The world is watching Tweed
REPCO Rally Australia will roar into Tweed for the first time ever tonight.
After months of planning, the massive machine that is the World Rally Championships will hit the streets for four days of burning rubber and flying gravel.
With the eyes of 60 million global television viewers upon us, one anti-rally group is determined to spread its message to the world.
On the eve of the rally, No Rally Group members were yesterday distributing flyers urging residents to take part in one of six planned protests.
“There is now no option but action,” the flyer read.
“Help us show a global audience that the people of the Northern Rivers love our home, and don't accept that our rights could be so easily stripped away.”
Despite Tweed councillor Katie Milne's defeat in federal court as late as last week to halt the rally, No Rally Group has planned peaceful protests, starting with one at Byangum Bridge on Kyogle Road tomorrow morning.
The group has plans also to protest the rally's ceremonial finish at the service park at Cudgen Leagues Club on Sunday.
But it was not dampening the spirits of Repco Rally Australia general manager Gary Upson, who was busy with preparations last night.
“We won't be putting our feet up yet - there is still a lot of work to be done, even after the event is over,” Mr Upson said.
“Ten months of planning will soon come together for a global audience.”
Tonight will feature a concert on Wharf Street, Murwillumbah from Noiseworks singer Jon Stevens, autographs with the drivers and an up close experience with some of the rally cars.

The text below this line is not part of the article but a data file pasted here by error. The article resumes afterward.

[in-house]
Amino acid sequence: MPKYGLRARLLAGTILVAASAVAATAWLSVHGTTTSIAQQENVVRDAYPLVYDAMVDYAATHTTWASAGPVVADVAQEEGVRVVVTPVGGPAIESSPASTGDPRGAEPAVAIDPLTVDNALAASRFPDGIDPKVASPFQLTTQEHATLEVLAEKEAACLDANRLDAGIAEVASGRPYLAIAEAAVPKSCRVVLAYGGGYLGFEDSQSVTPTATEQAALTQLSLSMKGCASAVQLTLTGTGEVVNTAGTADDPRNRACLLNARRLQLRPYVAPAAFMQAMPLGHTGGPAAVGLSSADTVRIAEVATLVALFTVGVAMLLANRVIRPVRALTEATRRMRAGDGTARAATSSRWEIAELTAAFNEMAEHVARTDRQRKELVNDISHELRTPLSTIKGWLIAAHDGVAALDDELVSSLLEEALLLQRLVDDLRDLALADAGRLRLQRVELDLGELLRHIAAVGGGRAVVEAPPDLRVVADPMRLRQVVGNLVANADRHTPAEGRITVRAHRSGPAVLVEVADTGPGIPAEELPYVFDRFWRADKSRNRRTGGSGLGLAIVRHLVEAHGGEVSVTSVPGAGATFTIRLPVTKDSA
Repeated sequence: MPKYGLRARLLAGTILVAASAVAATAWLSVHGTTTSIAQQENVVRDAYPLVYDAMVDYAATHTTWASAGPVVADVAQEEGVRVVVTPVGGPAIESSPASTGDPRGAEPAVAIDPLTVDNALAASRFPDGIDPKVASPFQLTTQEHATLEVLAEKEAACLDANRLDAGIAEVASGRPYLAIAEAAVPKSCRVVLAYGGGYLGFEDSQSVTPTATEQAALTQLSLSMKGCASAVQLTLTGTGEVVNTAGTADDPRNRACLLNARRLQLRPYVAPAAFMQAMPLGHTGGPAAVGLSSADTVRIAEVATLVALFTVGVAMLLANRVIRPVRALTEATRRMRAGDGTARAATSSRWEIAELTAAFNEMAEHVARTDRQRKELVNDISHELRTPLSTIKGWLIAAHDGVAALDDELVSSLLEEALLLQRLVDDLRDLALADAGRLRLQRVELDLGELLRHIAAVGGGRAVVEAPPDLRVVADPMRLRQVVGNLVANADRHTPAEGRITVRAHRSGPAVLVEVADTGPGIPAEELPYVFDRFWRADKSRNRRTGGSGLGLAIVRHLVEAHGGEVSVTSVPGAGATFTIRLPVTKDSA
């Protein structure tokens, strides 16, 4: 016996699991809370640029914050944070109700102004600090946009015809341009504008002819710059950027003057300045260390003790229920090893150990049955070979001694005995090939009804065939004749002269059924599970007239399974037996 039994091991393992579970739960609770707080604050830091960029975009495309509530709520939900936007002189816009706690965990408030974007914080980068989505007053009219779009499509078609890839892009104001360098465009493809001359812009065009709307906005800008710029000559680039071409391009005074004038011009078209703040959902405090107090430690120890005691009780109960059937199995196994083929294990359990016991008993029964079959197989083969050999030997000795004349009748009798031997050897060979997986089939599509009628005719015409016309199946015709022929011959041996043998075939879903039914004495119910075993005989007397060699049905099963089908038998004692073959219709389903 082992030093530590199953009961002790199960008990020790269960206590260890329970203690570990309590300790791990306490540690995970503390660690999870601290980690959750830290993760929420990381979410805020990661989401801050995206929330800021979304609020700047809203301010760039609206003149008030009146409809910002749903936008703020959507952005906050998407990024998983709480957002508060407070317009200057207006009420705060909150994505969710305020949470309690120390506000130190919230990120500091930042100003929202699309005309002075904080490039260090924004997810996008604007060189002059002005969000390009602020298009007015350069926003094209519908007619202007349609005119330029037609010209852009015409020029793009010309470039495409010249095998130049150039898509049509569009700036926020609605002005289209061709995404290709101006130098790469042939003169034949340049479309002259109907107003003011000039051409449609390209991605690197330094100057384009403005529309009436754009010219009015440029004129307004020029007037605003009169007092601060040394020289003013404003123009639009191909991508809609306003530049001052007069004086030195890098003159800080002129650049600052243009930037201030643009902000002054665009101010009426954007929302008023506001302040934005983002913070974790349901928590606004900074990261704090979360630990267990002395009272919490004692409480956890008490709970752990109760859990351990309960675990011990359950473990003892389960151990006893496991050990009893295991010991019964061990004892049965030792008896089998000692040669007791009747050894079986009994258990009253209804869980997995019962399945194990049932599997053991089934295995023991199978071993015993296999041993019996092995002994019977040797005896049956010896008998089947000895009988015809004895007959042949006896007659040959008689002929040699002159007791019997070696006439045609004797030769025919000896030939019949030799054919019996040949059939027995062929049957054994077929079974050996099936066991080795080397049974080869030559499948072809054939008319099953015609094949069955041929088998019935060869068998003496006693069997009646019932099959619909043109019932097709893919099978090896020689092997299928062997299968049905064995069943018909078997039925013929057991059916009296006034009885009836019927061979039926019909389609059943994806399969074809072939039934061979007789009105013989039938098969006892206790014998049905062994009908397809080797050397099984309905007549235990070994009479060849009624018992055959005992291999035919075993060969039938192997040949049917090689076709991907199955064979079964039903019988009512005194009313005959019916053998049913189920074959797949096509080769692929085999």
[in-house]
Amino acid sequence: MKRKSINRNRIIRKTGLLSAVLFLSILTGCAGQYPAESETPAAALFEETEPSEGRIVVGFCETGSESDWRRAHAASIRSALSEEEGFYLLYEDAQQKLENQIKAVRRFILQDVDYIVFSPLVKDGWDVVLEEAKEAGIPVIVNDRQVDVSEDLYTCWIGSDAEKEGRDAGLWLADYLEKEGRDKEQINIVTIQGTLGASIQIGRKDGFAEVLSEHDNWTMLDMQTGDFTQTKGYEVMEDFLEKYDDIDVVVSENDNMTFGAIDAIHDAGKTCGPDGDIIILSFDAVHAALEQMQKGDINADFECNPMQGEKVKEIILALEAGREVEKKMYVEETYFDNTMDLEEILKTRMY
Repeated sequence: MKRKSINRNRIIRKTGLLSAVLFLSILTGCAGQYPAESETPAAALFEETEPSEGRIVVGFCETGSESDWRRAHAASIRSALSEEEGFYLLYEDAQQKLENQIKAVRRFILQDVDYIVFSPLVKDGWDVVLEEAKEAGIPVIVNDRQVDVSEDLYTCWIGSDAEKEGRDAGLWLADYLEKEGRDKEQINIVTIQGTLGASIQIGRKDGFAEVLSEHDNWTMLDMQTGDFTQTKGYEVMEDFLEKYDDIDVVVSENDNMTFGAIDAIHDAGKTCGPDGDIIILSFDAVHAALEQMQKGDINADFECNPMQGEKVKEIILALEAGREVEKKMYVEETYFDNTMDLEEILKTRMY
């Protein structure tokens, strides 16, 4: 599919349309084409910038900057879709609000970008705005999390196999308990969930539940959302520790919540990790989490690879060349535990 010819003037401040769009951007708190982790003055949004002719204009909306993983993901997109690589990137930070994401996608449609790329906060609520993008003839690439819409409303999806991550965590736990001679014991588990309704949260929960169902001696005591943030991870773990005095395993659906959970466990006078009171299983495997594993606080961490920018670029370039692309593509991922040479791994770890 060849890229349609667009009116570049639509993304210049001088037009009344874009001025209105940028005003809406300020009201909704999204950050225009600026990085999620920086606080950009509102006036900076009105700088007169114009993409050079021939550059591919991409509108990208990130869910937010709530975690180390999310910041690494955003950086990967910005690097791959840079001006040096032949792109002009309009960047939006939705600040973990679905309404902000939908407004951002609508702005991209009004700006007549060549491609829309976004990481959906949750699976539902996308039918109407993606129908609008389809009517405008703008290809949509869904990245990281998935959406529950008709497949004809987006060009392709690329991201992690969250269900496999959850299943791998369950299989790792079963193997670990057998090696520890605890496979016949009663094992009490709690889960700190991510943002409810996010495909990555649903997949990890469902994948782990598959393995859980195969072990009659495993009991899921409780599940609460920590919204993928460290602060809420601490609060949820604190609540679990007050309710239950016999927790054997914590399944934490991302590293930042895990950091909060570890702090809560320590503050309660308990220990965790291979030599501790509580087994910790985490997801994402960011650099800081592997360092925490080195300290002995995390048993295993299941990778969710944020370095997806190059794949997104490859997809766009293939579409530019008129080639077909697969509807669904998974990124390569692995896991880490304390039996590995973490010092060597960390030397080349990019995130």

Tweed Tourism general manager Phil Villiers said today would be a terrific moment for Tweed.
“It has been a long trip to this point and I'm really looking forward to it,” Mr Villiers said.
“Opportunities to show the Tweed off like this don't come around often.
“Most of the people attending are coming from out of the region which is terrific for us, but there are also locals who have purchased tickets to come along.”
Home town racer Glenn Brinkman, of Kingscliff, also has big plans for the event.
His goal is to finish in the top five of the 40 Australian competitors.
Mr Brinkman's pit crew, comprised of family and friends, said they could not be happier to be part of a global event
His team manager and brother-in-law Grant Coleman said to be in the Australian leg of WRC was a dream come true for them.
“Being in the service park has been great for us, we've seen all these world racers walking around,” Mr Coleman said.
“It's great to watch it on TV but it's a once in a lifetime opportunity to attend.”
Mr Coleman and his team were yesterday busy putting the finishing touches on Mr Brinkman's Mitsubishi Lancer Evolution Nine, including rebuilding the gearbox, installing new turbo and tweaking the engine.